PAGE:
Wisdom Through Humor
The Loser (part 2)

by Cooper Thomson

I turn the radio dial until I reach a familiar frequency. The station emits a distinct and recognizable hum. It's this same hum that fills the background of many of my memories of adolescence, during which period I lived, of course, with my parents.

At the age of about twelve, after having saved - quite literally - my pennies, I proudly purchased a large, antique-looking radio for my mother on her fortieth birthday. It was a copy of an old-fashioned, circa 1940's model, I would say, and was mahogany red, though most assuredly not actual mahogany. At twelve, obviously, I thought it was very classy; now I'm not so sure. Regardless, my mother adored it. It was plugged in and switched on promptly and, to my knowledge, hasn't been silent since.

From the very beginning it was twenty-four-hour talk radio. All other dial positions might have been, and may still be, faulty; we'd never know for sure. With my father at work, and my sister and I at school, the myriad voices emanating from that big, faux-wooden box would keep my mother's company and, most likely, her sanity. Even when she would venture out to tend to her daily duties, on the radio would stay, and at a slightly raised volume.

"To keep the burglars away," my mother would say sagely.

Needless to say, that radio, coupled with Stallion, our fierce and stalwart miniature poodle, played an integral role in maintaining the security of our modest home. It should come as no surprise to anyone that we were only robbed three times. The radio was never taken.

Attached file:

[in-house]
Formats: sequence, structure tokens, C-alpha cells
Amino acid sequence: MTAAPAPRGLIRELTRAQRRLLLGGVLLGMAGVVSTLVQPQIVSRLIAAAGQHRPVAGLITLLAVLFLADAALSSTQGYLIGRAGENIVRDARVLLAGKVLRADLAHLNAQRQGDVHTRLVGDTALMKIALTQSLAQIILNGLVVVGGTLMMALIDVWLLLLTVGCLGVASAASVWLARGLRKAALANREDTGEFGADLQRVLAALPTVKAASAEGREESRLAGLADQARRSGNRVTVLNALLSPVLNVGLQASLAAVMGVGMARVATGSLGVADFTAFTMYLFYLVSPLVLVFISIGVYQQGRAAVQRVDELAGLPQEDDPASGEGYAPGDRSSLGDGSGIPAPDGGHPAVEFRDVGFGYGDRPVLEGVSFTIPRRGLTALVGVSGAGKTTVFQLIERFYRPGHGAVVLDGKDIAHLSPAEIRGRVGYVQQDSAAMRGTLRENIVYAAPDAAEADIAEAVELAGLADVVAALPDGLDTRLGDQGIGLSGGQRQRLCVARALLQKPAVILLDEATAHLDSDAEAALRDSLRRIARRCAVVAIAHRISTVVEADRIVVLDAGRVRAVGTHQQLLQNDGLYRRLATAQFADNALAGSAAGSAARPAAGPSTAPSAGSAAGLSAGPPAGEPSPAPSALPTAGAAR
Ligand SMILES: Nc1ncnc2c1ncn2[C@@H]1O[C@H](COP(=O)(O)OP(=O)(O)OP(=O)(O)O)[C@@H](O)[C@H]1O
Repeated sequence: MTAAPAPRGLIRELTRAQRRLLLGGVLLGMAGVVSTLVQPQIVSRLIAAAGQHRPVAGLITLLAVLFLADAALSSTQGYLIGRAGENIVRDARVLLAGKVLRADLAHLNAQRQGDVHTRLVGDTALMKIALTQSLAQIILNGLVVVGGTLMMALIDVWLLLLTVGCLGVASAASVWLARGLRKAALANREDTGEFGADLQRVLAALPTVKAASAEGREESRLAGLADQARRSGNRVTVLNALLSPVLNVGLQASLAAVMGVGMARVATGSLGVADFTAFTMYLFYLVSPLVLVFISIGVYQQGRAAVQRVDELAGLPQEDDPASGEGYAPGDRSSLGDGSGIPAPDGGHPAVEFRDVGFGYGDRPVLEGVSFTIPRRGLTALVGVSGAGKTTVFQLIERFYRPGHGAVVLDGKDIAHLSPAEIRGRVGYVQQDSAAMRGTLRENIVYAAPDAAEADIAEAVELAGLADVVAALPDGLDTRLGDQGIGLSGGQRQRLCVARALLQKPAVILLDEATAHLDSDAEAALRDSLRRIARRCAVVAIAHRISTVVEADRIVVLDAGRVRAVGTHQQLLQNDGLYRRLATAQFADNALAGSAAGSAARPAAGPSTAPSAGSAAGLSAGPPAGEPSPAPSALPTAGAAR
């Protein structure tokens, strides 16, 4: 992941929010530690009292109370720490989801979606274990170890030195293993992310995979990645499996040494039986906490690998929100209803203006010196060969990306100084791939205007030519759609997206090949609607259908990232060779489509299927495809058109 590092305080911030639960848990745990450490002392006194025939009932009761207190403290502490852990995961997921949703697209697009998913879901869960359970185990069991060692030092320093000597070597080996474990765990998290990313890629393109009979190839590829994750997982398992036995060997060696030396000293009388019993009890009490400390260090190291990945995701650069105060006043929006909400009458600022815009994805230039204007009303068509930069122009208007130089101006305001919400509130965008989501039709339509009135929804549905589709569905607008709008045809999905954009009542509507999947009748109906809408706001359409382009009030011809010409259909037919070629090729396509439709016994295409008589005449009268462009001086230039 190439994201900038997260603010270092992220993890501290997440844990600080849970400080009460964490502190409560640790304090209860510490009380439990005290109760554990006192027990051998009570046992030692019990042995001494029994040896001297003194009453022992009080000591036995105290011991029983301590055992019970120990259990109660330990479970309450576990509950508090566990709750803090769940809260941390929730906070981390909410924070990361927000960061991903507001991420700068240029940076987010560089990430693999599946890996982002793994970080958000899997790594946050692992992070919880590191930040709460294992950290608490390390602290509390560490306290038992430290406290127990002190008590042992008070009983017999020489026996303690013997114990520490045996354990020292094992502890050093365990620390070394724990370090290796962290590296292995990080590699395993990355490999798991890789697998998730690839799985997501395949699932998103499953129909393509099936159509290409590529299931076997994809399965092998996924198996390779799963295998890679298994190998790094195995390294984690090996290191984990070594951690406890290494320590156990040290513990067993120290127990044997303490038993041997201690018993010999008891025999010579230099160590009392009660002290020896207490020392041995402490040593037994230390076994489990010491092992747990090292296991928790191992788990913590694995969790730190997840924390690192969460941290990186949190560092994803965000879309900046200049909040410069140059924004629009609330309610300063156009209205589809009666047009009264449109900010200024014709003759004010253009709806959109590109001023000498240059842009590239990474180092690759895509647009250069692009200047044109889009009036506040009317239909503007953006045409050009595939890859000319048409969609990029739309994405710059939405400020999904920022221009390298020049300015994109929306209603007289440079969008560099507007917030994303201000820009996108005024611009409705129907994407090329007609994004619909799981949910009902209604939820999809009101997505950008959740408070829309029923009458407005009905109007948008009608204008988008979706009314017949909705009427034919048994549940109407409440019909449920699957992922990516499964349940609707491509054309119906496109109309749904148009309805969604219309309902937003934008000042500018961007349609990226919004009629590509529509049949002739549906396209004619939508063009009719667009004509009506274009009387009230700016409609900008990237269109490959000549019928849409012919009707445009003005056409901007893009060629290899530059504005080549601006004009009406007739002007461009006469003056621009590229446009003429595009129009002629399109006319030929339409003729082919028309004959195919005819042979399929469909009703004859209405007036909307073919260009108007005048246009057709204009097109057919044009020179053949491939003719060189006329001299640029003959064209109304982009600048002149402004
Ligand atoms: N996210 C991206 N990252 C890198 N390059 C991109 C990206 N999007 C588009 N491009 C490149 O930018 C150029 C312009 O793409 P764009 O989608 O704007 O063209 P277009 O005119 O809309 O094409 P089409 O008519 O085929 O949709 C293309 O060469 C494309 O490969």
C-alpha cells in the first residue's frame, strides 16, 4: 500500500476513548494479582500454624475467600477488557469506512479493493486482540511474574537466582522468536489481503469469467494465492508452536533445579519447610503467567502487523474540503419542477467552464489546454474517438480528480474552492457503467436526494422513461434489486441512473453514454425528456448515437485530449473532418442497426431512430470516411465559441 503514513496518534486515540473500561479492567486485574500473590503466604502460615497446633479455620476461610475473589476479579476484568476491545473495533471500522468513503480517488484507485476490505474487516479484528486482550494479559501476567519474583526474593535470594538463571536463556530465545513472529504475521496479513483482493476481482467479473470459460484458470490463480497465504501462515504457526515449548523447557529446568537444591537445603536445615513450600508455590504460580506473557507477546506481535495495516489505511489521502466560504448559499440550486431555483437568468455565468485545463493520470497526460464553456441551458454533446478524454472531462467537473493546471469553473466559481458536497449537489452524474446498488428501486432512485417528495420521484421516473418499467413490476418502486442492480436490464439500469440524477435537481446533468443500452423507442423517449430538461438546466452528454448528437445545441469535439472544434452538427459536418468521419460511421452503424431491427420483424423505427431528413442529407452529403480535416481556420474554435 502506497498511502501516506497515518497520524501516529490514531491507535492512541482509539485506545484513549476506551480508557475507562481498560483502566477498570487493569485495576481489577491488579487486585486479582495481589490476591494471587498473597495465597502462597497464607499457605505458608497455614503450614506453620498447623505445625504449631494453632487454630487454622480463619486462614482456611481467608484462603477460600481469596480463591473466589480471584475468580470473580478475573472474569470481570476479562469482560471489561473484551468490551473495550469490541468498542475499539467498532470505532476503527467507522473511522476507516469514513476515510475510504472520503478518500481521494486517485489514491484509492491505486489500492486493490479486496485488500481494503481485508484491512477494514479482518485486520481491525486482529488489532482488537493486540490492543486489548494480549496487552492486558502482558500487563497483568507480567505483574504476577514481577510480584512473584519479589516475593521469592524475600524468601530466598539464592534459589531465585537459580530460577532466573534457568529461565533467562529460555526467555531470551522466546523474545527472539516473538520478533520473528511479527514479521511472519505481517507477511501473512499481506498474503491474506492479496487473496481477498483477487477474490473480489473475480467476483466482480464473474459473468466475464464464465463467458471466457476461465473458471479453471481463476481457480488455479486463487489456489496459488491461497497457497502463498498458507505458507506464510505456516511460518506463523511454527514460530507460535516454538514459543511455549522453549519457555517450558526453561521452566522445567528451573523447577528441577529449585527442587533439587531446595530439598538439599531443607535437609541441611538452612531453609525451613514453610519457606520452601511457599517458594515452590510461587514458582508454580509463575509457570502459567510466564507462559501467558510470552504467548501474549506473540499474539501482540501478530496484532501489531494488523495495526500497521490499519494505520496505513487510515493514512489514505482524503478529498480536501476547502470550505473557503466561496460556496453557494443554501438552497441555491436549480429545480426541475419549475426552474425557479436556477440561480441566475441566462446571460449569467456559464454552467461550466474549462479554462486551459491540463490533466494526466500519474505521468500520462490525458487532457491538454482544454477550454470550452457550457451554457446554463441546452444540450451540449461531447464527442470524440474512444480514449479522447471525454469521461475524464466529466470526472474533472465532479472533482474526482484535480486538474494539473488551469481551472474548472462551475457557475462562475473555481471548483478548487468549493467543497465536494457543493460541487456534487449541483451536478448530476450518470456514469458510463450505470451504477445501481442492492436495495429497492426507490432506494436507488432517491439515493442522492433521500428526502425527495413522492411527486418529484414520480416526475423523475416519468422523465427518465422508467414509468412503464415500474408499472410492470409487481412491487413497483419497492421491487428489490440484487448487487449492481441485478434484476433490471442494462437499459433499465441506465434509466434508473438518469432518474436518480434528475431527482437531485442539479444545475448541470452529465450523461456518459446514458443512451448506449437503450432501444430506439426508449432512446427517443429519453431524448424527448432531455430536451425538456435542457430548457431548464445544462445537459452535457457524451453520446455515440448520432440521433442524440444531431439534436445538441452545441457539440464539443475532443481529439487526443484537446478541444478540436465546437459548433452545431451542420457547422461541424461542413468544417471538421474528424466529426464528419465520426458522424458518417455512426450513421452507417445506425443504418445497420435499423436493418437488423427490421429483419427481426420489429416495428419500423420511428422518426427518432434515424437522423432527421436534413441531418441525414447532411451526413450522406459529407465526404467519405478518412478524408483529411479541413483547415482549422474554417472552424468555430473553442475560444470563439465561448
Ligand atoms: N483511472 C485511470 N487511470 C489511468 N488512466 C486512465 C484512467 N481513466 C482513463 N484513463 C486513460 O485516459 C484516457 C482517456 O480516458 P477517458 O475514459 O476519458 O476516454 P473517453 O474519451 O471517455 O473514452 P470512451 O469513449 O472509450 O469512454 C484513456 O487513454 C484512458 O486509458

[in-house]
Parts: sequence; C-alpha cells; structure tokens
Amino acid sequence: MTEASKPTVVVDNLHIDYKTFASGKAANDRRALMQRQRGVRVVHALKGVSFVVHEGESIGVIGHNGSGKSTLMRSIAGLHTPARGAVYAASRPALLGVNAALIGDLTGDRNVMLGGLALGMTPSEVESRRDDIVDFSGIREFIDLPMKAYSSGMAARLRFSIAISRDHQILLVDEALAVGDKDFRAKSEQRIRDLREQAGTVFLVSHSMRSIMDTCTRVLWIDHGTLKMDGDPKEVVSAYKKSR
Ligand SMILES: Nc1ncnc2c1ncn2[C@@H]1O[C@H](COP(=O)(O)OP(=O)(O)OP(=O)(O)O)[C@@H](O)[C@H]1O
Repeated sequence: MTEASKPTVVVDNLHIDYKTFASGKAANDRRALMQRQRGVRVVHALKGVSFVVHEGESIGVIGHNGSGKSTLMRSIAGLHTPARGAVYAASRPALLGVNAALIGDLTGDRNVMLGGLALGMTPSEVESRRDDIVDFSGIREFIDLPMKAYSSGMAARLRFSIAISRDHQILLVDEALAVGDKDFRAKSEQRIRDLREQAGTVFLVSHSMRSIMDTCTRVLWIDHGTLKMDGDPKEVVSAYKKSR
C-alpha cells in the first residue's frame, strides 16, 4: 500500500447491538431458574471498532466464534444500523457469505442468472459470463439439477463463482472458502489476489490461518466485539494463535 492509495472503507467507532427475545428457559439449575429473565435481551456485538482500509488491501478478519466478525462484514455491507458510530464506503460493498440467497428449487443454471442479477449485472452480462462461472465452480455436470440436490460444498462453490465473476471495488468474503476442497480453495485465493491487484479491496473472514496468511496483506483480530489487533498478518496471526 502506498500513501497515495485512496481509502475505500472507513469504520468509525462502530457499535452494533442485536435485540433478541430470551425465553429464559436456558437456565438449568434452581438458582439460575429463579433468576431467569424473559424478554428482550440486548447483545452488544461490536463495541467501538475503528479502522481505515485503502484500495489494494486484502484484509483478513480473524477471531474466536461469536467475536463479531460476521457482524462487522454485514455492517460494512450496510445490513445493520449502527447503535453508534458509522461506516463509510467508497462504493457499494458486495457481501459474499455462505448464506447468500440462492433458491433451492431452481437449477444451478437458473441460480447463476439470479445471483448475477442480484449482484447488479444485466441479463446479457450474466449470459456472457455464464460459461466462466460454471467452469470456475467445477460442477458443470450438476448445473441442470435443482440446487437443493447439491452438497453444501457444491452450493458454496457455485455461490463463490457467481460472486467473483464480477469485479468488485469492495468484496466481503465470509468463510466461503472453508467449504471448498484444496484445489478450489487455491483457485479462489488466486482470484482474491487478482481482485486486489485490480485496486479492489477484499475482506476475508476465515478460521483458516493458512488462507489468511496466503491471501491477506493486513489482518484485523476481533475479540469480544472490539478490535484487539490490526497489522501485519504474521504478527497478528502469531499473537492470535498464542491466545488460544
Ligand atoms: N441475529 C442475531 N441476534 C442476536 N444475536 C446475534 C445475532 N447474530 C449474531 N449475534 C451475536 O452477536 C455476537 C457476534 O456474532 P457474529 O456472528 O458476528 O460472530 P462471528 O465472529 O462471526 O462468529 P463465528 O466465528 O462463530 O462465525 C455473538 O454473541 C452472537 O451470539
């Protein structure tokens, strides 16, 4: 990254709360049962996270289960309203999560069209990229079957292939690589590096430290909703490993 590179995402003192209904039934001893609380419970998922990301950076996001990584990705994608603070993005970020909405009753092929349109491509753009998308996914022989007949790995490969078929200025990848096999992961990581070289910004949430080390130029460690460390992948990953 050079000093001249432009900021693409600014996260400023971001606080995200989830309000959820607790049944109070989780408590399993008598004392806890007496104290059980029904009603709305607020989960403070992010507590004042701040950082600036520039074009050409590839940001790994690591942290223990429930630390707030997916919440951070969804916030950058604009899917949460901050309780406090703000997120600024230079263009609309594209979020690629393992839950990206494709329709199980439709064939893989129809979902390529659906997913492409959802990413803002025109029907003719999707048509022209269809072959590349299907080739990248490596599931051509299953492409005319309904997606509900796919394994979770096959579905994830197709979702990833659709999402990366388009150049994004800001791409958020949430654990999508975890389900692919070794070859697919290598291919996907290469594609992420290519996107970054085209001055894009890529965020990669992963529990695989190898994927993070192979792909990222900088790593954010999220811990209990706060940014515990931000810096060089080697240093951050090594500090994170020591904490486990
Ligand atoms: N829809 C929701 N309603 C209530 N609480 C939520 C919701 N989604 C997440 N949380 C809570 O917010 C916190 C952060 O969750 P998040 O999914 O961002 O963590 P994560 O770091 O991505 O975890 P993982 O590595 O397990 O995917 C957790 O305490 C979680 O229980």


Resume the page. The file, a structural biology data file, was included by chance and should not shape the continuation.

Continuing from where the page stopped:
Initially I was made happy by the fact that my mother seemed to like so very much the gift I had gotten her. It's rare that one truly gets to see a present they've bought someone else actually receive the appreciation one hopes it might while plunking down the last few coins required for exact change at the register. Having said that, I simply did not know the extent to which that radio would affect me psychologically. I mean, it was just on all the time. And the worst part of it all isn't the fact that the sound of talk radio would become a sinister, Pavlovian trigger for all my adolescent recollections of home. No, the worst part is over. The worst part was sitting on the sofa in the living room watching television with the constant hum of that station tickling my ears. That damned hum, distracting me just enough so that I would lose track of the T.V. program, but never being quite audible enough for me to make out what the radio voices were saying. It may not seem like much, but to a kid in the throes of puberty it was enough to drive you to drink. It was not long after the first year of the radio becoming a permanent fixture in our house, in fact, that I actually did break open the family liquor cabinet in an effort to assuage my cephalic tension - a course of action taken with the utmost discretion and, of course, stealth.


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